Schizophrenia or psychosis
- Do you sometimes lose touch with reality?
- Have you experienced hallucinations (a perceptual break from reality) or delusions (fixed, bizarre beliefs that have no basis in reality)?
- The ability to assess yourself can be very limited when you are coping with schizophrenia or psychosis.
For centuries, philosophers have debated the question: “What is reality?” A fundamental aspect of normal mental functioning is the ability to distinguish between thoughts that originate from within our minds, and the sensations that come from the outside world. This ongoing (and always imperfect) process of distinguishing reality from imagination is called “reality testing.”
Most of us are fairly good at “reality testing” when we are awake and not taking mind altering drugs. During sleep, we have all experienced the “reality” of dreams and nightmares. It can become impossible to function if your view of reality is severely distorted by hallucinations and delusions. This loss of the capacity for “reality testing” is a major feature of psychosis and schizophrenia (schizophrenia is a serious disorder of thought, emotions and behaviour and not split personality).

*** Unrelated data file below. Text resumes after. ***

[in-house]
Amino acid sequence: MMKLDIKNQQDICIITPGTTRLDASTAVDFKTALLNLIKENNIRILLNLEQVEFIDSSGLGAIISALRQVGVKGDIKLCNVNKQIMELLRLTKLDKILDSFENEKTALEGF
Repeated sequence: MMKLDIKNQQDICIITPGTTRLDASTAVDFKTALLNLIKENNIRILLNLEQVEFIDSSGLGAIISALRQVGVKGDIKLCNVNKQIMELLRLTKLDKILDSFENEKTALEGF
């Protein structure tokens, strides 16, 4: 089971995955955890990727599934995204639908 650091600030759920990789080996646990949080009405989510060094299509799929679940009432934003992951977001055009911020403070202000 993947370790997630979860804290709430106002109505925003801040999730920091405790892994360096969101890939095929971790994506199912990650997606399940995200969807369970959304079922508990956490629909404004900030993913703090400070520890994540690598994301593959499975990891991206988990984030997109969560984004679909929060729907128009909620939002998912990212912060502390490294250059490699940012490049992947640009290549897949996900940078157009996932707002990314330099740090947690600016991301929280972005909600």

You have had particularly unusual experiences or upsetting beliefs that seem to puzzle other people or make them think you are strange. You might be convinced that strangers are talking about you, that you are being followed or plotted against. It might feel like others can hear your thoughts or control you. You may have heard voices of people talking when there was no one around. It’s important to let people that you trust, determine what is really happening in your life, before anyone labels you with a mental illness. Unfortunately, when suffering from schizophrenia or psychosis, you will have an absolute belief in the “reality” of your hallucinations and delusions.
- Each person with schizophrenia or psychosis has unique characteristics and should be thoroughly assessed.
- Every individual with schizophrenia or psychosis would benefit from connecting with a skilled psychotherapist.
Blog posts on this topic
The rate of new-onset psychosis peaks during young adulthood. This is the time when most people are going to school or just starting to work. Psychosis can negatively affect a person’s intellectual, social, and personal growth for the rest of … Continue reading →